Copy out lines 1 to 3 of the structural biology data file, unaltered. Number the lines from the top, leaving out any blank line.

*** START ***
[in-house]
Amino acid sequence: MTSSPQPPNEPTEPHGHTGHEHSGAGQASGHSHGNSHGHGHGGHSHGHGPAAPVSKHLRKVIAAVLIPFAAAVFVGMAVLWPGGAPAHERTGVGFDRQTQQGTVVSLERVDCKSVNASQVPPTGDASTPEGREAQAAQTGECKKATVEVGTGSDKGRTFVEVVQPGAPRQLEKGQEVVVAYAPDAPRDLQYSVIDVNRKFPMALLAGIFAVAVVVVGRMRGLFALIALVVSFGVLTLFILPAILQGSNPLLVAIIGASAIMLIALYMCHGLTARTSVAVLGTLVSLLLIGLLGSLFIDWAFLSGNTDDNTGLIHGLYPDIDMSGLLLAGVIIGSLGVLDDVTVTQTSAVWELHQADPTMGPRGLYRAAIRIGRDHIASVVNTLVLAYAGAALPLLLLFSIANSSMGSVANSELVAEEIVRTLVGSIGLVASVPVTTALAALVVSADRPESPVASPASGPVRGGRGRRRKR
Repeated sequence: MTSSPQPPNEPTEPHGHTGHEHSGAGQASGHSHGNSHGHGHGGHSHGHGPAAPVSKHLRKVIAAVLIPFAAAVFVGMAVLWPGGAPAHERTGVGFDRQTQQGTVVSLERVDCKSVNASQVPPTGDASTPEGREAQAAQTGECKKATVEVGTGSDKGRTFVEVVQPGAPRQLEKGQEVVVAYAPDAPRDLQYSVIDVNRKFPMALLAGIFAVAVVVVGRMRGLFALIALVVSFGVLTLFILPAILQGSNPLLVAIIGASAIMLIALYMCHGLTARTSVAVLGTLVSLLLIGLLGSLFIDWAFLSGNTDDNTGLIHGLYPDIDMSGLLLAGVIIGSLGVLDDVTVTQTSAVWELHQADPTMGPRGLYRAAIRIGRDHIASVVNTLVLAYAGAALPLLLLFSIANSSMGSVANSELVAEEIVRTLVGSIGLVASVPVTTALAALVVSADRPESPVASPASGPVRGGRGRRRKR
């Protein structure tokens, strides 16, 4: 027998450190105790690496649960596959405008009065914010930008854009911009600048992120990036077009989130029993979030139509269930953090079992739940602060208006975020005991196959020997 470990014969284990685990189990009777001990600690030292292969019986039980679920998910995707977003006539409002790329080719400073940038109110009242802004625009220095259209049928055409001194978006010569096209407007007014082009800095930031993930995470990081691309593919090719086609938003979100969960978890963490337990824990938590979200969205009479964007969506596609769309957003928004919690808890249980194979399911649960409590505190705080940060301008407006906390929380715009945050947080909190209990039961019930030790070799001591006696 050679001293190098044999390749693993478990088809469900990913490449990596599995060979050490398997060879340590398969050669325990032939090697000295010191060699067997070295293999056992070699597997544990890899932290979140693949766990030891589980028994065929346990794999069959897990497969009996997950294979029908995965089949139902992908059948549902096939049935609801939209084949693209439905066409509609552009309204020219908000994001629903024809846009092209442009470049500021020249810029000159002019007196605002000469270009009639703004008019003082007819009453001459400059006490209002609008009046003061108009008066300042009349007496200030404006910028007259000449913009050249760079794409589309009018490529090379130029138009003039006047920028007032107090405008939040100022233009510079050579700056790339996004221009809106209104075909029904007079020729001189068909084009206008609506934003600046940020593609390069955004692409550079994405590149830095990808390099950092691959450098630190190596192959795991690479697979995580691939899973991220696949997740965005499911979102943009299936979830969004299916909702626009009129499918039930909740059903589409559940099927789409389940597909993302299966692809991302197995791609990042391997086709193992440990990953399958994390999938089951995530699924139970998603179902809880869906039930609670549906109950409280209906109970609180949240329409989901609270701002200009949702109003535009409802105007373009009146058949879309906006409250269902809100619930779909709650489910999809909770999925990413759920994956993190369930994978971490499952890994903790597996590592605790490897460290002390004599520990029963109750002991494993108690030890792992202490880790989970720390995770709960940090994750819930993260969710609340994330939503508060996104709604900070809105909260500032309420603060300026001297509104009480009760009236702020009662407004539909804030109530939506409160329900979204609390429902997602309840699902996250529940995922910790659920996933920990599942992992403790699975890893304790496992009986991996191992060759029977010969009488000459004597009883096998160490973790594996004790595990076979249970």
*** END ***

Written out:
[in-house]
Amino acid sequence: MTSSPQPPNEPTEPHGHTGHEHSGAGQASGHSHGNSHGHGHGGHSHGHGPAAPVSKHLRKVIAAVLIPFAAAVFVGMAVLWPGGAPAHERTGVGFDRQTQQGTVVSLERVDCKSVNASQVPPTGDASTPEGREAQAAQTGECKKATVEVGTGSDKGRTFVEVVQPGAPRQLEKGQEVVVAYAPDAPRDLQYSVIDVNRKFPMALLAGIFAVAVVVVGRMRGLFALIALVVSFGVLTLFILPAILQGSNPLLVAIIGASAIMLIALYMCHGLTARTSVAVLGTLVSLLLIGLLGSLFIDWAFLSGNTDDNTGLIHGLYPDIDMSGLLLAGVIIGSLGVLDDVTVTQTSAVWELHQADPTMGPRGLYRAAIRIGRDHIASVVNTLVLAYAGAALPLLLLFSIANSSMGSVANSELVAEEIVRTLVGSIGLVASVPVTTALAALVVSADRPESPVASPASGPVRGGRGRRRKR
Repeated sequence: MTSSPQPPNEPTEPHGHTGHEHSGAGQASGHSHGNSHGHGHGGHSHGHGPAAPVSKHLRKVIAAVLIPFAAAVFVGMAVLWPGGAPAHERTGVGFDRQTQQGTVVSLERVDCKSVNASQVPPTGDASTPEGREAQAAQTGECKKATVEVGTGSDKGRTFVEVVQPGAPRQLEKGQEVVVAYAPDAPRDLQYSVIDVNRKFPMALLAGIFAVAVVVVGRMRGLFALIALVVSFGVLTLFILPAILQGSNPLLVAIIGASAIMLIALYMCHGLTARTSVAVLGTLVSLLLIGLLGSLFIDWAFLSGNTDDNTGLIHGLYPDIDMSGLLLAGVIIGSLGVLDDVTVTQTSAVWELHQADPTMGPRGLYRAAIRIGRDHIASVVNTLVLAYAGAALPLLLLFSIANSSMGSVANSELVAEEIVRTLVGSIGLVASVPVTTALAALVVSADRPESPVASPASGPVRGGRGRRRKR